The federal government is set to table a budget Thursday against the backdrop of several national and international emergencies and major funding commitments.
Chief on that list is addressing Canada’s flagging health-care systems, which are stressed to the brink by two years of the pandemic and likely to continue to struggle under the weight of massive surgical backlogs.
While many of the problems the government looks to solve require multibillion-dollar solutions, groups representing burnt-out health workers say their top ask is a relatively cheap one: they want a plan.
“This human health resource crisis is really becoming extreme and it’s dramatically impacting our ability to care for people ,” said Dr. Katharine Smart, president of the Canadian Medical Association.
Doctors, nurses and other health workers have reduced their hours and left the industry in droves, their professional associations say, but there is no national plan to figure out exactly how many have been lost or how to replace them.
Several groups, including CMA, have banded together to ask the federal government to move forward on a human resources strategy, or even agency, that would count, track, train and retain health professionals to keep Canada’s systems afloat.
“It doesn’t make sense that in 2022, we don’t know how many personal care workers we have in this country. We don’t know how many nurses are going to retire,” said Linda Silas, president of the Canadian Federation of Nurses Unions.
Health professionals have been asking the federal government for a data-based plan for a decade now, Silas said.
“We were warning them, ‘you’re going to be hit with another shortage,”’ Silas said. “If we want to continue supporting our cherished program, we need to support its work force.”
Smart said the initial cost to get the idea off the ground would be as small as $2 million – a pittance in the scope of the federal budget. That relatively small sum could mean government gets more bang for their buck later, and Canadians get a better system, she said.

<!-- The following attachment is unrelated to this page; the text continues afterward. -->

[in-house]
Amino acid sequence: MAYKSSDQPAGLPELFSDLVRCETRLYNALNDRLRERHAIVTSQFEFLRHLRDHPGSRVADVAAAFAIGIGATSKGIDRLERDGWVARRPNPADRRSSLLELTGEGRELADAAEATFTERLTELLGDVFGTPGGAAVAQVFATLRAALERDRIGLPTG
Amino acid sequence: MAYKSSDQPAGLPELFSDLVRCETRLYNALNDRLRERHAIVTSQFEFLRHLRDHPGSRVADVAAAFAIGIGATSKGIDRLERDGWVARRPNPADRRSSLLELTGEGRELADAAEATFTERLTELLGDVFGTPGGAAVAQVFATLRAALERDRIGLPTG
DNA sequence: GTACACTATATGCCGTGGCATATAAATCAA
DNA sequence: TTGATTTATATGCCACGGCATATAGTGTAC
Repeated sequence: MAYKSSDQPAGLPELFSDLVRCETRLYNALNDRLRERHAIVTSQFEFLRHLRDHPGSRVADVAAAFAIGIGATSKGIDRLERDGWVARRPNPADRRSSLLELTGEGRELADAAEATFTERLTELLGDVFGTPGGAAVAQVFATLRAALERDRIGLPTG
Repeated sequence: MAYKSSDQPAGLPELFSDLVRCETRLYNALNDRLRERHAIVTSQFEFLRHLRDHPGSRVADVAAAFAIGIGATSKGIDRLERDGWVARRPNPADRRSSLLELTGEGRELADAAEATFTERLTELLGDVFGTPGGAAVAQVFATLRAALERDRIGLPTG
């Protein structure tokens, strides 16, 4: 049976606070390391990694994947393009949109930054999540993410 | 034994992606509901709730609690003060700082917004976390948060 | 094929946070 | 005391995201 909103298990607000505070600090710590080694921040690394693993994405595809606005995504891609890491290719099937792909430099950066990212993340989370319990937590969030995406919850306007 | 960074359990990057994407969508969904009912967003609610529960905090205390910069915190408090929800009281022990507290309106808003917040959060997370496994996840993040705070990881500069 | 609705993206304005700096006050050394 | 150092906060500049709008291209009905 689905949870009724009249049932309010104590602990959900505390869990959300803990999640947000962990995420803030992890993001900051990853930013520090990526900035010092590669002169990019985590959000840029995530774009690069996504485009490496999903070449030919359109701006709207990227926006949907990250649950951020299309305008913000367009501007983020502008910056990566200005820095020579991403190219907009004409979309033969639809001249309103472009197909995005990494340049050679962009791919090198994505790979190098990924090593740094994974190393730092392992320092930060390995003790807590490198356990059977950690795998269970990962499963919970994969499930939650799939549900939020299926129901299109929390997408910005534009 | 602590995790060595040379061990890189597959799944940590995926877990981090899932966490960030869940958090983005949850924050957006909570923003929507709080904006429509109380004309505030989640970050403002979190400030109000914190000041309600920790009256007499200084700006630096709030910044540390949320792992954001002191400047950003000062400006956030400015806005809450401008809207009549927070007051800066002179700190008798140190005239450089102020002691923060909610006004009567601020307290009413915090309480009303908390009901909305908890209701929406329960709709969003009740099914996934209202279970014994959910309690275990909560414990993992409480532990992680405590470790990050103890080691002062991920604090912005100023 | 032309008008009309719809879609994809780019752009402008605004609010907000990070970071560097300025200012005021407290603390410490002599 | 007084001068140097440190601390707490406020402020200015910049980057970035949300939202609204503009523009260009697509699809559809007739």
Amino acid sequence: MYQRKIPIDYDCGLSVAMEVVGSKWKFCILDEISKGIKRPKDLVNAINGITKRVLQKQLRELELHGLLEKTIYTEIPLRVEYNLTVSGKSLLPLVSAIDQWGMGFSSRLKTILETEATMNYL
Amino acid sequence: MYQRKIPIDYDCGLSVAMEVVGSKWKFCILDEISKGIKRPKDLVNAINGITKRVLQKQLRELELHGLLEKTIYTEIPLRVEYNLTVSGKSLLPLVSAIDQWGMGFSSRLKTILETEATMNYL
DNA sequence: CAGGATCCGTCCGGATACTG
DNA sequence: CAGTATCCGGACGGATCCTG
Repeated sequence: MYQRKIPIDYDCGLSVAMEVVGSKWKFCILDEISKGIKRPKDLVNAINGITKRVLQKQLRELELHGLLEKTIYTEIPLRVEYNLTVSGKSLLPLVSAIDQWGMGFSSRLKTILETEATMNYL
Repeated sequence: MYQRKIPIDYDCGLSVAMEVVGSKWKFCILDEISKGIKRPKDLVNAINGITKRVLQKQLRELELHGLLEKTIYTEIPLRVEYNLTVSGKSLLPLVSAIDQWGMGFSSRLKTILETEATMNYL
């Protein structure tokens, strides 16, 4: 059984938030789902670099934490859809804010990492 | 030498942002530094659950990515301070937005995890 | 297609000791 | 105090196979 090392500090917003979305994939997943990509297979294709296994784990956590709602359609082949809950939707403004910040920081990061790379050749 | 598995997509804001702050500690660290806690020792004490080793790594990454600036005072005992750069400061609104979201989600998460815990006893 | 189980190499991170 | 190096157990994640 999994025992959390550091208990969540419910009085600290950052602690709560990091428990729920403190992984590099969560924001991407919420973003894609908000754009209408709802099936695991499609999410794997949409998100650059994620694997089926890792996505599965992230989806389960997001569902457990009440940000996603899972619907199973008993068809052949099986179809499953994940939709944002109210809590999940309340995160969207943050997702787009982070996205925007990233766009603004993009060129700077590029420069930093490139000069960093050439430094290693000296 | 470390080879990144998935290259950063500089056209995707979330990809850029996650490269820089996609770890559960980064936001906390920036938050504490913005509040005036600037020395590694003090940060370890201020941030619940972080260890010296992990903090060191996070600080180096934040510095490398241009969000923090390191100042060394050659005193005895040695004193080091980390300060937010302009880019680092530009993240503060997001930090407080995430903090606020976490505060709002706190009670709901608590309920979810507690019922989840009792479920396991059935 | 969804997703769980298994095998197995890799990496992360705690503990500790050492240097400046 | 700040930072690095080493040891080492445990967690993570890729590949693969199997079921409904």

“You can fund it, fund it, fund it, but what are the outcomes we are getting? What’s the quality? How are we making sure our system is moving forward in a way that those investments are actually reaping the rewards for Canadians?” she said.
That’s not to say the government isn’t planning major spending to deal with the aftermath of COVID-19 and any future waves of the virus.
Health Minister Jean-Yves Duclos announced a $2 billion lump sum to help provinces work through the thousands of surgeries and procedures that were postponed during the pandemic.
Provinces, while grateful for the one-time cash, have clamoured for a sustained increase to the federal health transfer so they can make more systemic improvements to their systems.
The country’s premiers have repeatedly asked the federal government to grow its share of health-care costs to 35 per cent from 22 per cent – an increase of about $28 billion.
They’ve also asked for minimum funding increases of five per cent annually, arguing the current three per cent means transfers don’t keep pace with yearly cost increases.
“We’re hopeful the federal budget will have a stronger commitment to help us keep up with the demands on our health-care system through increased, predictable and sustainable federal funding from the Canada Health Transfer,” said Selina Robinson, British Columbia’s minister of finance.
It’s unclear whether sustained health funding will make the budget, since Prime Minister Justin Trudeau has signalled in the past that he plans to wait until the COVID-19 crisis has passed before opening negotiations with the provinces and territories.
Instead the governing party has pitched more targeted funds, like a $250 million in the last election to expand access to family doctors and primary care teams in 2022.
It’s the kind of fund provinces have bristled at because it threatens to intrude on their jurisdiction.
Alberta’s finance minister, Travis Toews, says he’s particularly concerned about the government’s proposed dental-care and pharmacare plans, which could be downloaded onto provincial governments.
“The whole initiative there could again start to impose on our provincial jurisdiction and ultimately leave provinces holding the bag in the long term,” Toews said.
The government is expected to make a substantial investment in dental care this budget, as a condition of the Liberal’s deal with the NDP to keep the government in power until 2025. Details have yet to be released.
The government needs to be thoughtful about the future of Canadian health care as it tackles COVID-19 while growing the system at the same time, Smart said.
“I think the worry is you just keep adding, but you haven’t really fixed the foundation,” she said.
So far, she said the government seems to understand that Canada can’t solve its health-care problems without addressing the crisis on the front line.
She said money is needed in Thursday’s budget, since health professionals can’t be trained overnight.
“I think we neglect these foundational issues (and) they kind of come back to haunt you later on,” Smart said.
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